Instead of that peaceable application for redress, which I have pointed out, there have been large and tumultuous assemblages of persons, generally in the night, disguised so as to escape identification; armed in a manner to defy resistance, provided with implements for the destruction of gates, and even houses, and have carried their unlawful and wicked purposes into execution by terror and by violence, extending even to an attack upon the lives of peace officers, in the actual execution of their duty.

In a country which is governed by law, such excesses as these must be put down with a strong hand. They are sure, sooner or later, to bring ruin on on those who engage in them.

I am happy to say that the cases which will be brought before you, though heinous in their character, are not numerous.

I learn from the depositions which lie before me, that on , an attack was made upon the turnpike house and gate at Pontardulais, on the road from Swansea to Llanon, by a tumultuous assemblage of persons, amounting, it is believed, to 150, blowing horns, armed and disguised, provided with implements of destruction. The gate was broken down, and the house partly demolished, when the chief constable and other constables, accompanied by a magistrate, arrived.

There can be no doubt that the demolition would have been completed, but for the interruption by the constables.

The constables, it is deposed, called on them to desist — upon this one of the leaders fired a pistol at the chief constable, and was followed by a volley from the rioters.

The fire was returned by the constables, and three persons were apprehended. These three are John Hughes, David Jones, and John Hugh. Two charges against them are stated in the commitment — the one of beginning to demolish the house, the other of firing at the chief constable and the other constables. It will be your duty to decide on the evidence that will be laid before you whether the guilt imputed be or be not brought home to them, or to either of them.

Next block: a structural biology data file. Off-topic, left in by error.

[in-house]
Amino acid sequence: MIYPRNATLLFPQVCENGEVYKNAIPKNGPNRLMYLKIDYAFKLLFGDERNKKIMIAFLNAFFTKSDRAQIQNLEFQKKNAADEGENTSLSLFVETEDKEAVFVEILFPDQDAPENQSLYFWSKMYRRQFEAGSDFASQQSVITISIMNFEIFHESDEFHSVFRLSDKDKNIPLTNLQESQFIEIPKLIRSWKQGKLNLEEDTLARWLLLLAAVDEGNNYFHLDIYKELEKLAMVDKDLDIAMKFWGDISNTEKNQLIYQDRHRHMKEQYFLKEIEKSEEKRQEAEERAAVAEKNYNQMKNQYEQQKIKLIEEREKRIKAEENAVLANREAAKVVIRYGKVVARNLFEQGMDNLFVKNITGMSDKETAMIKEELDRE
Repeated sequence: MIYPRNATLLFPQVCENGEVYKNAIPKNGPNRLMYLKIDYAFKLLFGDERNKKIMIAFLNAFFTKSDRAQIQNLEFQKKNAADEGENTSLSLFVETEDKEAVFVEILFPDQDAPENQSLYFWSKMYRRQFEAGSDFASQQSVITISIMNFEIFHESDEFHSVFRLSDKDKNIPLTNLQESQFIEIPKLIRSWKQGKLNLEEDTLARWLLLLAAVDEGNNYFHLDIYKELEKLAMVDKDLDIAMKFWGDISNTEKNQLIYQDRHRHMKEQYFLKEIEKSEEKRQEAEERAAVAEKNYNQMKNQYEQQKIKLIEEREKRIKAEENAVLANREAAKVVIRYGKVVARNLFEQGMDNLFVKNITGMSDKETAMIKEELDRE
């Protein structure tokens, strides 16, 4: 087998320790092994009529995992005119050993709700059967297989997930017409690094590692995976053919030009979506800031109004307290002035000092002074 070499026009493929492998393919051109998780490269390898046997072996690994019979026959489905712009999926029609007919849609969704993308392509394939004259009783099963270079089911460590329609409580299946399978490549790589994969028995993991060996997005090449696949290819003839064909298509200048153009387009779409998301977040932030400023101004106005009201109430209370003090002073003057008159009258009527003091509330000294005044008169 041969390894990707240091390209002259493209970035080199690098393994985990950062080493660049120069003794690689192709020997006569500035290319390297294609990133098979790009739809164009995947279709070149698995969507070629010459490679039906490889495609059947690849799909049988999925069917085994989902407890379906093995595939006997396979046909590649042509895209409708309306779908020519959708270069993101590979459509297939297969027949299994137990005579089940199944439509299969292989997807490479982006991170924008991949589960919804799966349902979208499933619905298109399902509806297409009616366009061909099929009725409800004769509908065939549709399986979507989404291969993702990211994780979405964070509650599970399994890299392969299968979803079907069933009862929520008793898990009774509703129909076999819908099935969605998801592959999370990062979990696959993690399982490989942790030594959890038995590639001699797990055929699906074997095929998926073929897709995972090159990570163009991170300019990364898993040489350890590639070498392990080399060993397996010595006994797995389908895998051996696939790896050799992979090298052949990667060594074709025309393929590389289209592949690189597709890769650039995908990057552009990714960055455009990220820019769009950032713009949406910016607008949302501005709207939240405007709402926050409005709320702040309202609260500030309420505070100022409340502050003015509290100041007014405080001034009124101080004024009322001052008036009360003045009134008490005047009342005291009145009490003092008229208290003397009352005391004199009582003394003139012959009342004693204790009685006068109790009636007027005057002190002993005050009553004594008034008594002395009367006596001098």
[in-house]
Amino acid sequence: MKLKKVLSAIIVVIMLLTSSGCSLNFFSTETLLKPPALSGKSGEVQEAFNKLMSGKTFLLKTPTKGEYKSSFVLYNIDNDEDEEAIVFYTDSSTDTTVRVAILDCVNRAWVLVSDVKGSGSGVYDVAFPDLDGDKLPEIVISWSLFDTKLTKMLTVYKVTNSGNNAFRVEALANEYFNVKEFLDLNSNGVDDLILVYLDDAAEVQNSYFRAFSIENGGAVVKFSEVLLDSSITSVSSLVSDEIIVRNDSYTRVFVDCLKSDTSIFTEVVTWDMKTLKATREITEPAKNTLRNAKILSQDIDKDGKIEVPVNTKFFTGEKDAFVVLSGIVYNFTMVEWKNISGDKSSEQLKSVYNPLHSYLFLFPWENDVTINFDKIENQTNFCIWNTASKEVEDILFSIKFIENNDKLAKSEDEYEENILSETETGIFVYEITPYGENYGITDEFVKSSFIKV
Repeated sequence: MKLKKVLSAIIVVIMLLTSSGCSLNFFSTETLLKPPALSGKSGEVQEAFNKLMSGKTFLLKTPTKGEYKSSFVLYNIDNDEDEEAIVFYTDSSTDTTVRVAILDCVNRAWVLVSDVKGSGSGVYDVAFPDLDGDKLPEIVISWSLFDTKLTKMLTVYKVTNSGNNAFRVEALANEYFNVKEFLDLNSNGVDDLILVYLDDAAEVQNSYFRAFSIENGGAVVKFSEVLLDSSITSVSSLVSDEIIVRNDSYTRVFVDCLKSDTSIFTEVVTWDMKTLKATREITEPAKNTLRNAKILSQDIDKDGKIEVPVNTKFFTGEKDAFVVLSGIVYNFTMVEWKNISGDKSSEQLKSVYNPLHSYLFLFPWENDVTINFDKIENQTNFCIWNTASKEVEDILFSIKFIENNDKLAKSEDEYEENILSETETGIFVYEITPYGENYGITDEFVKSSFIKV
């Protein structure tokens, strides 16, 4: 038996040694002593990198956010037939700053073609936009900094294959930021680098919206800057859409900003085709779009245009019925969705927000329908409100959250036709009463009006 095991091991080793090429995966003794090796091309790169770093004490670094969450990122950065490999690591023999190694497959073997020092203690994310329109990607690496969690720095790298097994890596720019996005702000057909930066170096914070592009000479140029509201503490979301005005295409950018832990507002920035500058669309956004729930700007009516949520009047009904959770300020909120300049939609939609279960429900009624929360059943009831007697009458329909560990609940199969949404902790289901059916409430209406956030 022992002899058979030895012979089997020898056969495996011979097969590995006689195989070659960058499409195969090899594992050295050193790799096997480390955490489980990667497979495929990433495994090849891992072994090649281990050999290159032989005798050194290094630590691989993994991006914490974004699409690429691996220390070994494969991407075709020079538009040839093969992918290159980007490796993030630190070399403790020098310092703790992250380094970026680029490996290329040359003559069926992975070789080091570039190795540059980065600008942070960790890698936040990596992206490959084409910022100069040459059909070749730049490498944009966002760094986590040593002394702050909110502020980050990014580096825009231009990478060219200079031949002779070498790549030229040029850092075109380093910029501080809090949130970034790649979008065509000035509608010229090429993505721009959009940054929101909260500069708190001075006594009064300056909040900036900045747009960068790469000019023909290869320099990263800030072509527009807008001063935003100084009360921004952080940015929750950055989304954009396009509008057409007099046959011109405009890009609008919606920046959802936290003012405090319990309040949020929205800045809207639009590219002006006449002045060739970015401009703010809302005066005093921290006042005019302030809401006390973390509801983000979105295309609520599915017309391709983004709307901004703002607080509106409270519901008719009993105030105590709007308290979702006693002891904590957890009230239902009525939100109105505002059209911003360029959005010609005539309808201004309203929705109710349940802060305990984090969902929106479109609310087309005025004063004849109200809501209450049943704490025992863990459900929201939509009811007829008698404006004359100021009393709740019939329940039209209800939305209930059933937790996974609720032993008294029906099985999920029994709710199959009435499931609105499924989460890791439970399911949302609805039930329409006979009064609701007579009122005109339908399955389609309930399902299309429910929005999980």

If the proof be as, were it remain unanswered, would induce you to pronounce a verdict of guilty (if you were the trying jury) in that case you will find a true bill, and doubtless you are well aware that they who concur in the verdict must not consist of a less number than twelve.

To prove the guilt of the persons accused, it is by no means necessary to show that they were the very persons who wielded the pick-axe or the crow bar, or did, with their own hands, any thing in the demolition of the house.

The crime is the crime of the riotous assembly, and all who formed part of that assembly, all who, by their presence, swelled their number and augmented their force, more especially all who by their disguises had prepared to avoid detection, and all who by their arms had prepared to over-power resistance, and resist apprehension — all in short who, by their conduct, shewed that they were concurring and assisting in the execution of their unlawful purpose are in law equally guilty.

You will, therefore, attend to the evidence that will be adduced, and find a true bill or not, according as the evidence fixes or fails to fix guilt upon each of the persons charged.

The same observation applies to the charge of firing loaded arms at the peace officers — it is not necessary to prove that the person charged was the very man that pulled the trigger — all who banded themselves together in such numbers with such weapons — indicative of such a purpose, are equally guilty.

Had any of these shots taken fatal effect, they would have had to answer for the crime of murder — and this consideration should lead rash and unthinking people to some reflection as to the danger they incur by engaging in such enterprizes which may and continually do involve them in more atrocious crimes, and more condign punishments than they had anticipated.

Another case is a charge of assault upon the chief constable, for the purpose of preventing the apprehension, or of rescuing from his lawful custody a member of the family, against whom a warrant on a charge of felony had issued, of maliciously and feloniously cutting and wounding him.

The depositions state that the chief constable, accompanied by others, had apprehended Henry Morgan, on a charge of felony, when the mother, the father, the sister, and the brother, fell upon him with great violence; assaulted him with different weapons — and the mother assaulted him with a weapon which cat his head to the bone.

In his own defence he was compelled to fire a pistol, by which one the family was seriously wounded; for the preservation of his life he was justified in so doing.

You will hear the narrative of each of the officers, and find a true bill or not, according as the evidence proves or fails to prove the participation of these parties in this crime.

As in the other case, it is fit that I should state that, where all the parties are equally engaged, the act of one is the act of all.